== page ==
About

Since its founding in 1949, the school has trained thousands of actors many of whom have gone on to important theater and film careers.Its roots, however, go back even farther, to Jacob P. Adler, one of the great actors of the American Yiddish Theater, and also include Harold Clurman, Stella’s second husband and co-founder of the Group Theater. In 1969, The Stella Adler Studio became the first professional actor training school to become affiliated with NYU’s Tisch School of the Arts. The spirit that has animated the Adler family for over one hundred years stems from the insight that growth as an actor and growth as a human being are synonymous.

The scope of the school’s current activities can be summarized in three categories: 1) Professional Actor Training, the core activity of the Studio; 2) The Stella Adler Outreach Division, which provides free acting classes to low income inner city teenagers and 3) The Harold Clurman Art Series which presents cultural events that are free and open to the public. Recent participants in the arts series include Julianne Moore, Harold Mabern, Harold Bloom, John Patrick Shanley, Mark Strand and David Amram.

The Stella Adler Studio upholds a unique focus in American actor training. Like Jacob, Stella and Harold, the studio affirms that the primary function of theater is to uplift humanity. A successful student for Stella is not necessarily one who becomes famous or rich, but one who connects to their deeper self and to our shared humanity. The school is a cultural center determined to train actors and support artists not despite, but in the face of a world in crisis. Programs like the Outreach Division help to create an environment for all students to become actors like Stella and those in the Group Theater: actors who are socially and consciously aware and whose awareness contributes to their ability to act passionately.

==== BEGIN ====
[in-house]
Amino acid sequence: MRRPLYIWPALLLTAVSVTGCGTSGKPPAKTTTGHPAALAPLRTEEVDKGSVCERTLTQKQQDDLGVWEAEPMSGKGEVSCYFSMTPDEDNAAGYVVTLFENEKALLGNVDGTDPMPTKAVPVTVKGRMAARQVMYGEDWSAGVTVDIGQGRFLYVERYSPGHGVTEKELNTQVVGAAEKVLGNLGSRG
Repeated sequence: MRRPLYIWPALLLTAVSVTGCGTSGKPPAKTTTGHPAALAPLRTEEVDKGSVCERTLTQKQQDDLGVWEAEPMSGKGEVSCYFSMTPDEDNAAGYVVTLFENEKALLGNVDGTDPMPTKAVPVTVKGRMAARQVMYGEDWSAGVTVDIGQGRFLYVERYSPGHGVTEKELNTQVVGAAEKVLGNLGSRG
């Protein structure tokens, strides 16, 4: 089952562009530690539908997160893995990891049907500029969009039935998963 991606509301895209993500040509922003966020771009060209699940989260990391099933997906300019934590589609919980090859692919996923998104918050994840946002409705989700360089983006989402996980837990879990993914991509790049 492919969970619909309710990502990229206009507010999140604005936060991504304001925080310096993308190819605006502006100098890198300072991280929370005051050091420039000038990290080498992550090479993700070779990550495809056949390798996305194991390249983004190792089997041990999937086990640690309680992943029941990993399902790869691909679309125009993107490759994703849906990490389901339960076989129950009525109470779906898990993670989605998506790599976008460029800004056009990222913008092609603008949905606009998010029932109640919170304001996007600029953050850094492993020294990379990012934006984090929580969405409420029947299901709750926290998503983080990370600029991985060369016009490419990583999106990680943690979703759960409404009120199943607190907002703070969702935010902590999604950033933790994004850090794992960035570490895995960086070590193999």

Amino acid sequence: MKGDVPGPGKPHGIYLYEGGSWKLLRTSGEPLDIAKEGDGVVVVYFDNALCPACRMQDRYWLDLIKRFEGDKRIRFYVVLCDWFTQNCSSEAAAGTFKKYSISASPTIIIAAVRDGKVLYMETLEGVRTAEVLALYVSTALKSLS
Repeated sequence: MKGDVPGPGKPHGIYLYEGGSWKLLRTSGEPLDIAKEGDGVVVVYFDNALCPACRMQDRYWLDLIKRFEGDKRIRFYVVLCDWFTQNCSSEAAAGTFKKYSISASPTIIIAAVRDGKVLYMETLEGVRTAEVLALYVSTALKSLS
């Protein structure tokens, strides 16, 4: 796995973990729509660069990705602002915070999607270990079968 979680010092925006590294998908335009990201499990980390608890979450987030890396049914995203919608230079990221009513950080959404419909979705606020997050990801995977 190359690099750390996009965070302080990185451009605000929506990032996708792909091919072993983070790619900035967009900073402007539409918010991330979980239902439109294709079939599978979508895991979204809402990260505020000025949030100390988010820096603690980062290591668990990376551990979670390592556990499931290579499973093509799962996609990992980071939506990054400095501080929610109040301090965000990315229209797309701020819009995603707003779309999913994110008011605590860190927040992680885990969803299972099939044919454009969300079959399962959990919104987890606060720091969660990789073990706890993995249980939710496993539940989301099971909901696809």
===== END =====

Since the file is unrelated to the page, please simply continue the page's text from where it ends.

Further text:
The Actor

The need of a young actor to act is stronger than an intelligent nonprofessional can comprehend. The world may think that an actor’s ambition is focused on an appetite for money, success, and fame. Even those actors who admit to these aims tell only part of the story. The theatre is different from most other professions because it requires its dedicated practitioners to struggle toward a brutally honest, creative way of life.

All tangible professions that are recognized and understood are good, but they tend to be too confining for an actor’s chaotic psyche. Once channeled in the theatre and through acting, the actor quickly realizes the unlimited powers of imagination. A blossoming of emotional range follows this realization. Plays are no longer read for amusement; they are studied to learn about life. The world is no longer an occasional space for vicarious being; it is a constant staging area for vital engagement. The actor ceases to be an observer on the fringe of life but feels permission to investigate, audaciously, life’s every nook and cranny.

Everyday reality is no longer enough for the actor. Only an art form will do to express the reality of life. Even if you take the physical staging platform away, the actor will grow for the tools, training, and discipline are there.

To grow, by the way, is the deepest and truest need of any human being who says,

“I want to be an actor!”

- Stella Adler